ELLIJAY, Ga. – Gilmer’s Land Ordinance could push our county into a metro city rather than our rural agricultural based feel. A comment from County Attorney David Clark offered his professional opinion on what could happen with releasing density restrictions on land use ordinances.
The topic was ultimately pushed to a later meeting, however, that decision came after a lengthy discussion on the proposed changes. Revisits to the ordinance have come after a Gilmer has experienced record setting numbers and sizes of developments in the county. In July of 2020, there were nine multi-lot developments with plans filed. An overabundance of developments like this could and is changing the face of Gilmer County. For better or worse is a split response among some citizens and developers.
Even the County Attorney David Clark warned the Board on the possible outcomes of the new ordinance as it appears. Commenting on the high number of developments, Clark said part of the need for a response was due to “the high demand that was being placed on the infrastructure that simply wasn’t there.”
Clark went on to offer the board his thoughts on increasing population density saying, “Density is not a friend to an agricultural community. In my opinion, it’s the enemy.”
With notes referencing the county’s own emblem, he pointed out the major agricultural influence the county has through its poultry, apple orchards, and the mountain rural life. He also offered other counties as evidence including North Cobb and Paulding Counties when he was much younger.
Clark said, “Gilmer is known and is an agricultural community. The density that is allowed, the size of the lots that are allowed at this current time, is going to change that.”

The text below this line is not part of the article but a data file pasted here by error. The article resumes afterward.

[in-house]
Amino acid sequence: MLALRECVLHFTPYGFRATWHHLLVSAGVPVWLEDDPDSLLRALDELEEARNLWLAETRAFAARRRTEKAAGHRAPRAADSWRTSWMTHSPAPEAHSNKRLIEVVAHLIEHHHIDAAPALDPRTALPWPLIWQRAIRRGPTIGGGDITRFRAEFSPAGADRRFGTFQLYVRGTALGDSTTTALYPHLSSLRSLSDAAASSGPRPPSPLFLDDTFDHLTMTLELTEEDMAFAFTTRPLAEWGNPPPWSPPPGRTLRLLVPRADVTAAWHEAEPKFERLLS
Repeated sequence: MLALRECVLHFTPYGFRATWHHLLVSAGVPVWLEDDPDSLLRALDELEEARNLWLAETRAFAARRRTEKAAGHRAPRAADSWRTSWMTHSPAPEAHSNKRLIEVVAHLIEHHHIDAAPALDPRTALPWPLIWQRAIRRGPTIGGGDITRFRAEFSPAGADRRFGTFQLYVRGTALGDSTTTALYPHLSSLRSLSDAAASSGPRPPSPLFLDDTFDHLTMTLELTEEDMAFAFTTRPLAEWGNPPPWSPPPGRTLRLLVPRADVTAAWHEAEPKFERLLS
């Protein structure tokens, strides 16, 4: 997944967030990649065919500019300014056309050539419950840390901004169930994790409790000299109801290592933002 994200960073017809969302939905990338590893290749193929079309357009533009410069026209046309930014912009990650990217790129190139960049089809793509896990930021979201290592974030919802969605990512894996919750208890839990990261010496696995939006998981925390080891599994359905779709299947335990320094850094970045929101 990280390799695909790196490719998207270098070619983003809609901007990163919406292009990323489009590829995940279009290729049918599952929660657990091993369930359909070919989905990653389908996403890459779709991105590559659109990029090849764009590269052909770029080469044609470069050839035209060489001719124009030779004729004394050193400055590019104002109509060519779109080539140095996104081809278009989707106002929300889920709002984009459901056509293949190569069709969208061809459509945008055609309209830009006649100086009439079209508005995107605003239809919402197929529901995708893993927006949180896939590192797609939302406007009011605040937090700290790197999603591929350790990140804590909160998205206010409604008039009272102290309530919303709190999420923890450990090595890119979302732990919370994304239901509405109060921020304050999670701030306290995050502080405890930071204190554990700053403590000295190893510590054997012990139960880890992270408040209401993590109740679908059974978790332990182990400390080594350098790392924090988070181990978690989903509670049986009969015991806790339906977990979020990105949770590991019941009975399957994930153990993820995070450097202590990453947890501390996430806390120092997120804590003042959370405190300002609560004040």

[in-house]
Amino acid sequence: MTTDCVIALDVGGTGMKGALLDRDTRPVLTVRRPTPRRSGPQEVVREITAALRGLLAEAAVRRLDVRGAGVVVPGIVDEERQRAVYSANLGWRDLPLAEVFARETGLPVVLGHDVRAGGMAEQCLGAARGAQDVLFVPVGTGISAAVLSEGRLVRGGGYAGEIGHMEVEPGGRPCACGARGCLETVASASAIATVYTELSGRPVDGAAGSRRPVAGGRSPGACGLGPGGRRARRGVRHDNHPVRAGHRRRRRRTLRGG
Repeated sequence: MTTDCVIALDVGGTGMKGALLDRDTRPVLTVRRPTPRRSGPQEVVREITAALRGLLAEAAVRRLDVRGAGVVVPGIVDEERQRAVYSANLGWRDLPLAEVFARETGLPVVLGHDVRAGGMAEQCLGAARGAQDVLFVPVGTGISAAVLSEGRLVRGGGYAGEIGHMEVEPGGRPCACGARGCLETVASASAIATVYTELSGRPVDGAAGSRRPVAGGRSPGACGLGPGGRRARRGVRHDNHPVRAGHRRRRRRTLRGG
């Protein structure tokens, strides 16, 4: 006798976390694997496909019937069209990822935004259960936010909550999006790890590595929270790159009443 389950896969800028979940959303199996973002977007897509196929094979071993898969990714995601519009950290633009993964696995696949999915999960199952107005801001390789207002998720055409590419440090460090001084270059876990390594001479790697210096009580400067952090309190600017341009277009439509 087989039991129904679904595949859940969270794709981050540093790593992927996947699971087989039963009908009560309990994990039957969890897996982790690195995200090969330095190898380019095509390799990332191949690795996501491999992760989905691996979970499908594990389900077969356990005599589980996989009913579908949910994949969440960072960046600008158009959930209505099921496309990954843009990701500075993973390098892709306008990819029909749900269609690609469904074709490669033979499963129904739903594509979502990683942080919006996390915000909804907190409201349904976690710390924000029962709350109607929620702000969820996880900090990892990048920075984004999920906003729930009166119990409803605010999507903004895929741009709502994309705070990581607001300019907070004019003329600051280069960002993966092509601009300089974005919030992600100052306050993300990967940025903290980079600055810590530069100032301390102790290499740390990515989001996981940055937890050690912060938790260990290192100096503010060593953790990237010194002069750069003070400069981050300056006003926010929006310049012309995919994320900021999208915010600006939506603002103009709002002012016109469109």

The continuing density growth and concerns have been echoed through citizens comments on recent topics such as the Flint Mountain Holdings’ 305 lot major subdivision on Highway 282.
More recently, September saw a major moratorium on certain subdivisions, greenspace developments, and Class E Roads. These large developments are now continuing to push for a return to work since that moratorium. However, discussions on the Land Use Ordinance are continuing after minor confusion on some of the recommendations from the Planning Boards and the needs of what the Commissioners and the people of the county desire for the ordinance and for developments in the future.
Clark called Gilmer County’s future a “bedroom-subdivision of Atlanta” if the major density increase is allowed to support increasing numbers of people working from home. The allowance of unrestricted developments could lead to this outcome. However, he said it ultimately comes down to what the Commissioners want Gilmer to look like “30 years down the road.”
He reiterated that this is a major part of shaping that future.
Speaking with Public Works Director Jim Smith, the Commissioners heard more concern for loopholes within the ordinance and fixes that Smith wants requiring rezoning from R2 high density in situations that do not meet certain requirements. Smith also spoke about county roads needing support in the face of these developments. Especially since these roads were not built to handle the traffic and wear due to the adverse impact.
Smith went on to add that he believed a solution for roads be that the developer need pay for the improvements that the roads require rather than setting that burden on taxpayers who must have the Road Department go out and improve, fix, and upgrade the roads.
Echoing similar sentiments, Planning and Zoning Director Karen Henson said that zoning should match road requirements and capabilities.
The county is ultimately trying to balance its growth with density, developers, roads, and citizens needs. Yet, no final action has been taken. Instead, the commissioners are looking to address this either next month or in a special called meeting before then.